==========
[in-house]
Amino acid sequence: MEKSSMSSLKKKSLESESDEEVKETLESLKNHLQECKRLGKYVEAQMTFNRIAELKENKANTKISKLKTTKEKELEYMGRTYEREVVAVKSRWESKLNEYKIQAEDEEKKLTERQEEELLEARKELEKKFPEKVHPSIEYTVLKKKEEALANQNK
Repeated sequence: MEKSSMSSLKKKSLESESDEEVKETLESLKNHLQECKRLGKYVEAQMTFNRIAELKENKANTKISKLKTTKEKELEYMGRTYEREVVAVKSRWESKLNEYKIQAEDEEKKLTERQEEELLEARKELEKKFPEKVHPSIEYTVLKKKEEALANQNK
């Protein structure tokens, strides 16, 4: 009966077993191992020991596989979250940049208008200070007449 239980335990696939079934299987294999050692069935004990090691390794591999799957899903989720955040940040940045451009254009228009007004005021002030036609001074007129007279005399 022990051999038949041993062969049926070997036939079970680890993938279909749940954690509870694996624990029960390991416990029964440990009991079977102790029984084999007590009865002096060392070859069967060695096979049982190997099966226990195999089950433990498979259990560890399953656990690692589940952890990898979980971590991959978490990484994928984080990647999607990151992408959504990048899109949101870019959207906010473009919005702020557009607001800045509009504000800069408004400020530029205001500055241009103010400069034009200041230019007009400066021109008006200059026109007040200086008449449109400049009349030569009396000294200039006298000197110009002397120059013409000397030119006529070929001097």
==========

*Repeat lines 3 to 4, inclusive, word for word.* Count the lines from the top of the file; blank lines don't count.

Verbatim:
Repeated sequence: MEKSSMSSLKKKSLESESDEEVKETLESLKNHLQECKRLGKYVEAQMTFNRIAELKENKANTKISKLKTTKEKELEYMGRTYEREVVAVKSRWESKLNEYKIQAEDEEKKLTERQEEELLEARKELEKKFPEKVHPSIEYTVLKKKEEALANQNK
């Protein structure tokens, strides 16, 4: 009966077993191992020991596989979250940049208008200070007449 239980335990696939079934299987294999050692069935004990090691390794591999799957899903989720955040940040940045451009254009228009007004005021002030036609001074007129007279005399 022990051999038949041993062969049926070997036939079970680890993938279909749940954690509870694996624990029960390991416990029964440990009991079977102790029984084999007590009865002096060392070859069967060695096979049982190997099966226990195999089950433990498979259990560890399953656990690692589940952890990898979980971590991959978490990484994928984080990647999607990151992408959504990048899109949101870019959207906010473009919005702020557009607001800045509009504000800069408004400020530029205001500055241009103010400069034009200041230019007009400066021109008006200059026109007040200086008449449109400049009349030569009396000294200039006298000197110009002397120059013409000397030119006529070929001097």